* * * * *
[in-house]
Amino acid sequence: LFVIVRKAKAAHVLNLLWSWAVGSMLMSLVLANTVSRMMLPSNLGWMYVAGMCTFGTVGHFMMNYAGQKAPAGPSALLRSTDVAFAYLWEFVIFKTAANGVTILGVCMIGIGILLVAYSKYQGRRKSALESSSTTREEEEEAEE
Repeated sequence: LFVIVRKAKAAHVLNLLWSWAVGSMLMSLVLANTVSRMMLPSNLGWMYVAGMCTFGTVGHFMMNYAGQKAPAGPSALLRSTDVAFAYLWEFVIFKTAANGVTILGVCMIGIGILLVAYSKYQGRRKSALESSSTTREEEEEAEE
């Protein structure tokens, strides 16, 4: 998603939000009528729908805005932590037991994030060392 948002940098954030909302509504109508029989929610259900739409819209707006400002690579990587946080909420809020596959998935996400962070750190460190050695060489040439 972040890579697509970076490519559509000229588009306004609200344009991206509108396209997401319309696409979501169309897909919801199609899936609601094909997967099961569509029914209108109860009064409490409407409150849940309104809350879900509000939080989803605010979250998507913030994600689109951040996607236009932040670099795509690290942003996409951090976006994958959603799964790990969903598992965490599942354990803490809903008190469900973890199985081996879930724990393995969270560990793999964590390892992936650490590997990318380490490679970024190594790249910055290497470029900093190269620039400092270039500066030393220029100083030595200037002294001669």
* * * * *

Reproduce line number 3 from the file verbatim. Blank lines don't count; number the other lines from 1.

Repeated sequence: LFVIVRKAKAAHVLNLLWSWAVGSMLMSLVLANTVSRMMLPSNLGWMYVAGMCTFGTVGHFMMNYAGQKAPAGPSALLRSTDVAFAYLWEFVIFKTAANGVTILGVCMIGIGILLVAYSKYQGRRKSALESSSTTREEEEEAEE